Tuesday, April 7, 2009

Sex-positive porn! Feminist porn?

by Josh Franklin

Okay. I did promise myself I wouldn't write about this anymore, but I saw this and I couldn't resist. It's a Feministe interview with Shine Louise Houston, the creator of the pornography producer Pink and White Inc. As the article describes it:

...in an industry dominated by degradation and objectification, PW Inc is actively working to reclaim real eroticism in a healthy and sex positive way. Allowing the models to essentially script their own scenes, PW Inc’s model-empowerment strategy is revolutionary in its approach to porn. And revolution is damn sexy.

This is a very appealing idea. There is an understanding of pornography, often integral to feminist critiques, which sees the whole enterprise in terms of men objectifying and exploiting women for their own sexual pleasure. I believe in a feminism that makes visible possibilities for living lives without gender violence and exploitation, and pornography and sex in general are certainly legitimate objects for creating those possibilities. That's why I was very interested to read how the creator of PW Inc. felt about her endeavor, and the ethical ideas that guide her:

The core values are to stay true to my ideals of sex-positivity, so both on screen and off screen we are extremely respectful of the models. We really work with them to make them feel comfortable, we don’t ask anybody to do anything they wouldn’t otherwise do in their normal sex life. We have a mission to show different types of bodies: queer bodies, natural bodies.

But more than a guiding feminist ethic, Houston views the films she produces with PW Inc. as works of art, saying, "...I’m coming back to that idea that I’m an independent filmmaker and the films that I make happen to have a lot of sex in them because that’s also an aspect of humanity that really interests me." This is exciting, as is the fact that she describes her audience as fairly diverse. I understand that there are many problems with pornography, but work like Houston's at PW Inc. seems very promising to me. I think that this is the essence of sex-positivity: rather than essentializing and moralizing about various activities, we ought to think critically and honestly about how we can make sex--and porn, and all of the other countless aspects of our sexuality--good. I think the relative obscurity of institutions like PW Inc. is just one more reason why we need an open discussion of sex on campus and in general; it's a discussion that I hope can take us one step away from exploitation and objectification and one step towards good sexual lives for everyone, whatever that happens to be.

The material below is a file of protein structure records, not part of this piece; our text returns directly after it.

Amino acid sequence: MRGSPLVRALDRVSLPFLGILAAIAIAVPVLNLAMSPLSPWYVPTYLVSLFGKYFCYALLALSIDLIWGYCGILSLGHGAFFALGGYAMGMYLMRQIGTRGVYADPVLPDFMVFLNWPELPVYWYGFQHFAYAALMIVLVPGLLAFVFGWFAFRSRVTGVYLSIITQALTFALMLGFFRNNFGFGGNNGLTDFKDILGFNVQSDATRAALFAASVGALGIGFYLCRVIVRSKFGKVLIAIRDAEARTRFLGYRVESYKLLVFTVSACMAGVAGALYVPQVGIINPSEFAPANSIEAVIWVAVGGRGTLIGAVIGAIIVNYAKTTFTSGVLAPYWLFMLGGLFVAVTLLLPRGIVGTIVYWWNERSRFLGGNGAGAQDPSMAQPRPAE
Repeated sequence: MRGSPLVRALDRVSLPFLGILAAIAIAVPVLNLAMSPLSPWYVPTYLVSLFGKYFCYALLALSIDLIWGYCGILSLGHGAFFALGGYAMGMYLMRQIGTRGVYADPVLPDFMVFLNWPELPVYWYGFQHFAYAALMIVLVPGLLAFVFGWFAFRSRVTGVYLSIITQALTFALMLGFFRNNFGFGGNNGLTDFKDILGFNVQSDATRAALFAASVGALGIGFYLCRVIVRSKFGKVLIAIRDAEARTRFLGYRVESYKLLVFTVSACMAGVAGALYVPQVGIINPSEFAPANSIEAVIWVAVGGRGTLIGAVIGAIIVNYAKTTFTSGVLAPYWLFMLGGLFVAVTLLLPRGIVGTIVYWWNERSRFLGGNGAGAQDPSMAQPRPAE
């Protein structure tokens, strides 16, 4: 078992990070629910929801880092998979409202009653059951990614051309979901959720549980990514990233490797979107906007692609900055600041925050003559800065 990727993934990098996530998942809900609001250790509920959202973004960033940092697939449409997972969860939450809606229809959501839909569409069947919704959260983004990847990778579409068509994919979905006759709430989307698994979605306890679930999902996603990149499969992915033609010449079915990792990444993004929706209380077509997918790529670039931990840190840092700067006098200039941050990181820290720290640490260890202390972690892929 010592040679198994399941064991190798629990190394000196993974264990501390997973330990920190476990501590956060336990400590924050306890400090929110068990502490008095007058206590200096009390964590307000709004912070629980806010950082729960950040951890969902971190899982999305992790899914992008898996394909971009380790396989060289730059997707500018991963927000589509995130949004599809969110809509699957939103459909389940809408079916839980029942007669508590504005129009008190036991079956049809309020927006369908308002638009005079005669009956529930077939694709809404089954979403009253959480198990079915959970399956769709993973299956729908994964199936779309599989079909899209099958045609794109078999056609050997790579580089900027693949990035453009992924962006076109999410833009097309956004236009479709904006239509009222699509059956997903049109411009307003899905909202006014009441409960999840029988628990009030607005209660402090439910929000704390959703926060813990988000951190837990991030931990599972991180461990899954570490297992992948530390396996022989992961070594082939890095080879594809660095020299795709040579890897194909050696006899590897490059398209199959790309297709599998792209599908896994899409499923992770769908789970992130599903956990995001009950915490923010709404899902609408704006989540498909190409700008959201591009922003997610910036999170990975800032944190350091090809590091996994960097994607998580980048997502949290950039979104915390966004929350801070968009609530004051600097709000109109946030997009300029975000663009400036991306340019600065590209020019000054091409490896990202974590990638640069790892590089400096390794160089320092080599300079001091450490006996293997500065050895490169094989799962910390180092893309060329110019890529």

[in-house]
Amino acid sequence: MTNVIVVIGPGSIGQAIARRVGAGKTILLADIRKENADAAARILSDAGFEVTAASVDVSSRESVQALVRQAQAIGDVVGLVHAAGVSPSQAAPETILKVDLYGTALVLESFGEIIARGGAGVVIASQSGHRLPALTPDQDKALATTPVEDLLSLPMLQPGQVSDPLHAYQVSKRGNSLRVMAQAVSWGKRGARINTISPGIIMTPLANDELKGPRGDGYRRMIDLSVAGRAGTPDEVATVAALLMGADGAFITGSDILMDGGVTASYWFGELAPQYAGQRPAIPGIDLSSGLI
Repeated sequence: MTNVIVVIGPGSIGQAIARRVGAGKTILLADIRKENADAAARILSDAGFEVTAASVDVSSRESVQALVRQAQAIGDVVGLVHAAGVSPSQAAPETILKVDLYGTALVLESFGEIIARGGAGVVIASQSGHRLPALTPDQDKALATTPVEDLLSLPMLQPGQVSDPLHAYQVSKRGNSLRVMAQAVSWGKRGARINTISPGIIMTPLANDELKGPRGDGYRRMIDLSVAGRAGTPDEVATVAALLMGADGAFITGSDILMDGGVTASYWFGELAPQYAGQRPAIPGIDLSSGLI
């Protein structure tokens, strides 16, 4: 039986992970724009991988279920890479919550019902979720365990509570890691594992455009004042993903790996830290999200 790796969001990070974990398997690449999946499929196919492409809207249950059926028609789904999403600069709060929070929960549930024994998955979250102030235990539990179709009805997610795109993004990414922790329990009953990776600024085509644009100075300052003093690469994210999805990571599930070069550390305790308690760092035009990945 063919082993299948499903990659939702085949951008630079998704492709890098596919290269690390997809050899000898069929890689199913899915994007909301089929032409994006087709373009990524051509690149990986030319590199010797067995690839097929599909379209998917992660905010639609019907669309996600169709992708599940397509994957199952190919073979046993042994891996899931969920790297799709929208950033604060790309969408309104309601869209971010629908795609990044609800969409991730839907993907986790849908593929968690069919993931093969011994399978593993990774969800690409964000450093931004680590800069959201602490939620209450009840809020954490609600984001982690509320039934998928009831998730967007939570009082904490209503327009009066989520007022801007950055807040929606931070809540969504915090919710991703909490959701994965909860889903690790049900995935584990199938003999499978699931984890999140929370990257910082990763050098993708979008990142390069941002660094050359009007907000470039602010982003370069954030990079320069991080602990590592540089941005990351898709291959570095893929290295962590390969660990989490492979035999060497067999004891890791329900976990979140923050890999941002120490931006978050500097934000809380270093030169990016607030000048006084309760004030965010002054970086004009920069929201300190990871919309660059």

More on the topic of pornography from the University of Maryland, where students' public screening of Pirates II: Stagnetti's Revenge has sparked a controversial debate about free speech and open discussion of pornography.

Thanks to Chloe and Kalila for the tips!

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